Stanford not sorry to hear about Adelphia sale

September 24, 2004|EMILY BURTON

STANFORD - Bankrupt cable giant Adelphia Communications Corporation announced the slice-and-dice sale of the company Tuesday, with plans for the 31-state franchise to be sold as a whole or in seven regional clusters. Kentucky, which includes services in Danville, Harrodsburg and Stanford, has been grouped with Virginia, Maryland and Colorado Springs.

CEO and chairman Bill Schleyer said the seven-way division is hoped to "maximize value for Adelphia's wide range of creditors and other stakeholders." The company filed for Chapter 11 bankruptcy in 2002 following an embezzlement scandal involving members of the company's founding family and the former CEO.

The possible sale could herald the end of America's fifth-largest cable television company, but brings tentative optimism to Stanford customers long suffering from cable woes.

"You hope whoever buys it will be somebody user friendly and have enough financial backing to provide proper service for our citizens," Stanford Mayor Eddie Carter said.


Stanford has been struggling under its 15-year Adelphia contract, with customer complaints ranging from poor or dropped reception to multiple rate hikes. City council members have also argued with the cable company on contractual issues such as who pays for Adelphia line relocation during the utility pole removal on Main Street this spring.

"I think they've addressed some of our problems ... It seems like they started to work with us in the last couple of months," including improving their communication with the city, Carter said.

Multiple rate hikes

Members of Stanford City Council and the community have met with Adelphia representatives twice in the last 10 months to accuse the company of multiple rate hikes. The hikes appeared to be Adelphia's effort to mitigate their financial quagmire through their customers' wallets, said some council members.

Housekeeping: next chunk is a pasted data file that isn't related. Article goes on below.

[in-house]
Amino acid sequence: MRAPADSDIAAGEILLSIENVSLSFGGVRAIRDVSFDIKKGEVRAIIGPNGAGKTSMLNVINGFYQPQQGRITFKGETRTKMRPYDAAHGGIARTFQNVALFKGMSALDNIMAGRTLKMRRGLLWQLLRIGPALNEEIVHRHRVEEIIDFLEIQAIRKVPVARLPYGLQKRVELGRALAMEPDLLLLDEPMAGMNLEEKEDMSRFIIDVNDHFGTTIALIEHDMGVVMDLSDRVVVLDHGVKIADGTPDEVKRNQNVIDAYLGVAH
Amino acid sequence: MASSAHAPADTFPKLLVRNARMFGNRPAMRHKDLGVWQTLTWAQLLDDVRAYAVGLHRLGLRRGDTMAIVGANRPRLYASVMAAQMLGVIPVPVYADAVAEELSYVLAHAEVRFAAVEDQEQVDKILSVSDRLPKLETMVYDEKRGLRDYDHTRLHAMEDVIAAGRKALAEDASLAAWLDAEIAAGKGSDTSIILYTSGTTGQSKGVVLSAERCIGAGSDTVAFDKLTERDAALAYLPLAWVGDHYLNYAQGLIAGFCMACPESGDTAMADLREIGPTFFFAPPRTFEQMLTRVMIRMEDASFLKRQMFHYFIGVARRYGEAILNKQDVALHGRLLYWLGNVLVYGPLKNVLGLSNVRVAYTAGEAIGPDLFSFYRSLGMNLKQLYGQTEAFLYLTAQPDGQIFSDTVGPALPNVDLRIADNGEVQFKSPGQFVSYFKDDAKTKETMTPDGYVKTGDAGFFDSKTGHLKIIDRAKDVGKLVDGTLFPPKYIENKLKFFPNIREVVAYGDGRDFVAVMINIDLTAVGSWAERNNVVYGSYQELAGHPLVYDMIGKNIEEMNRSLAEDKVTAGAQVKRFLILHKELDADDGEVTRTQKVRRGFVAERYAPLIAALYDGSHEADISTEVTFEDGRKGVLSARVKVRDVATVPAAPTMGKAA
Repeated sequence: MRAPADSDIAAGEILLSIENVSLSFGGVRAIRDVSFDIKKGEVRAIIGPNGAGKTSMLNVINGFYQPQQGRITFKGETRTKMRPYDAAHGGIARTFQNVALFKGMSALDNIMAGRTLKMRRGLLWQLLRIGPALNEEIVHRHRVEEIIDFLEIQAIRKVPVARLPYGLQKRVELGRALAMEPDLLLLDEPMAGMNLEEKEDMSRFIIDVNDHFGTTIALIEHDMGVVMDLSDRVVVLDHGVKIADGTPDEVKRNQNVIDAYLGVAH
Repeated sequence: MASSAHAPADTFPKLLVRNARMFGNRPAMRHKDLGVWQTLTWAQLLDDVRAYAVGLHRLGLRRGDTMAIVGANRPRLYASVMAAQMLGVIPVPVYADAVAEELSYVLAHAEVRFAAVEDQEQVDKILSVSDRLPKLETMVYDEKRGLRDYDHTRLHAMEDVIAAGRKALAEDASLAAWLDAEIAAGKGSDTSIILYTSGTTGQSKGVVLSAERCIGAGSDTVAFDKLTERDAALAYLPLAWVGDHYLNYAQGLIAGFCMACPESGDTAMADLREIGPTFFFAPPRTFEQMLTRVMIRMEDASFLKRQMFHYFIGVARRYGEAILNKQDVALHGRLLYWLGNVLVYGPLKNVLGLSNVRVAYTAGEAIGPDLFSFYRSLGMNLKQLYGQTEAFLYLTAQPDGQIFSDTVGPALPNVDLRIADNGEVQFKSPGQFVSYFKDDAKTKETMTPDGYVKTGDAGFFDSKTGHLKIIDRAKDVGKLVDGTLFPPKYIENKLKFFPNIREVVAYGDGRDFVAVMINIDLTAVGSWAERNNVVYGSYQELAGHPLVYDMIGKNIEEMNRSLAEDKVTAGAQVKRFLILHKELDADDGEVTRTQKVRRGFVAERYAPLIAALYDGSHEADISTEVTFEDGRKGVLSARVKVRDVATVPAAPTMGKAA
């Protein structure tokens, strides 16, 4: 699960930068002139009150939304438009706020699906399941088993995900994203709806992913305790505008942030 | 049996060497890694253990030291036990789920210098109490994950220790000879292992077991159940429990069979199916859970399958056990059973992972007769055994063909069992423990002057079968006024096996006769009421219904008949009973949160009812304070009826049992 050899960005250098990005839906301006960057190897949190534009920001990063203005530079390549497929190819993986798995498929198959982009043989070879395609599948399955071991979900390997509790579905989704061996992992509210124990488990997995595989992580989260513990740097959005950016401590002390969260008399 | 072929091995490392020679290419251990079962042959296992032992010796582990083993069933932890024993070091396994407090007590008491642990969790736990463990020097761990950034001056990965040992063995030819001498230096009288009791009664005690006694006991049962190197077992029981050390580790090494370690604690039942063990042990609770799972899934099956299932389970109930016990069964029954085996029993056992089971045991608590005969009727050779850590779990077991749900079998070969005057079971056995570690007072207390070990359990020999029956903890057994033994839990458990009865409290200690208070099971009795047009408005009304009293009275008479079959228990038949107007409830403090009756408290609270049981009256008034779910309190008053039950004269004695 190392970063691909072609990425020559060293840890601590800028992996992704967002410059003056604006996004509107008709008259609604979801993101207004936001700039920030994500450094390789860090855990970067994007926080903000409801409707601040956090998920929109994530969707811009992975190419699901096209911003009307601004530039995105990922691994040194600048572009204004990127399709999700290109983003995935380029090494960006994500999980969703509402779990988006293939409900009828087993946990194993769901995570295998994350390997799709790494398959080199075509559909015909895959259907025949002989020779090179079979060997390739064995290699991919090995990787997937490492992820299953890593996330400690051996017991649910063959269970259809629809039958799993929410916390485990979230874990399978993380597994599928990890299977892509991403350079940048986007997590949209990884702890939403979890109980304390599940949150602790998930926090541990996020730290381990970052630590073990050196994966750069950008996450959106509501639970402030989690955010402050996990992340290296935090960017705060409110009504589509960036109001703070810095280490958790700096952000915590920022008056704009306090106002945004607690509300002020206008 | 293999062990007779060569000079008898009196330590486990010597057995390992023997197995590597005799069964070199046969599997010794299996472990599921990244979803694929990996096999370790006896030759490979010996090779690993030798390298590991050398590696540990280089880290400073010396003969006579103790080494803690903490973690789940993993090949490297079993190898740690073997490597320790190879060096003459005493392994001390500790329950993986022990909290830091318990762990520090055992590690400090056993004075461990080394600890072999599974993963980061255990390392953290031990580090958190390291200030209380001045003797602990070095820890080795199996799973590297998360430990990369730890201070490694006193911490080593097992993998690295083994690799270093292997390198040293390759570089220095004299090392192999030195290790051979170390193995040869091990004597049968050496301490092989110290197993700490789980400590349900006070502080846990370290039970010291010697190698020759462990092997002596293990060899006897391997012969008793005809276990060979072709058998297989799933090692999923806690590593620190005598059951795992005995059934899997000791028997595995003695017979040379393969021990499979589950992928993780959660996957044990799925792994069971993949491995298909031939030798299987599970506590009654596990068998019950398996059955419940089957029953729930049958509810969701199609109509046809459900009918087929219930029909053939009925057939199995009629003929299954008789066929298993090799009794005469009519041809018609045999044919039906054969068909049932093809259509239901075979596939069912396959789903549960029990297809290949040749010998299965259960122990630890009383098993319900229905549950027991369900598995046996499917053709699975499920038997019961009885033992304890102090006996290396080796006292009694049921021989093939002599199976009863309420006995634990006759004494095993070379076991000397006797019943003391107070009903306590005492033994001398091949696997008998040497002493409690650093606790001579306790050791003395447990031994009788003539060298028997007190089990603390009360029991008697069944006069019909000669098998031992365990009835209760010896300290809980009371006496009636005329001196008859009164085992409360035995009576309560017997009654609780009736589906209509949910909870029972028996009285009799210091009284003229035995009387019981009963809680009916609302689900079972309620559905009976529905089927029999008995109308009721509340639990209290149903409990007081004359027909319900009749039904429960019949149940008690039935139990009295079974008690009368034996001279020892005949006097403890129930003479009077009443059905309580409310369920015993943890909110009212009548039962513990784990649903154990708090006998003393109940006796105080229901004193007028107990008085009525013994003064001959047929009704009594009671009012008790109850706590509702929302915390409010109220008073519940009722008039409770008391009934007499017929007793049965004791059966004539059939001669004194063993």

Letters to the editor previously run in The Advocate-Messenger also questioned rate increases in Danville. The multiple raises in rates are difficult to meet by customers on a fixed income, said Mary E. Stone of Danville.

Programmers are "raising the prices on us, and unfortunately, we have to pass that on to the customers," explained Adelphia administrative assistant Carla Deaton during a July 1 meeting with Stanford City Council. At that time, customers saw a $1.93 raise in basic cable rates.

It is still unclear exactly how a purchase of the Kentucky cable system will affect current contract holders.

According to Stanford's Adelphia contract negotiator, Lexington attorney Linda Ain, Stanford may review the legal, technical and financial qualifications of the buyer.

"Federal law provides that, if there's a transfer of control, they have to come to the city for approval," Ain said.

According to a press release issued by Adelphia, final bids on the company's assets could be expected by January.

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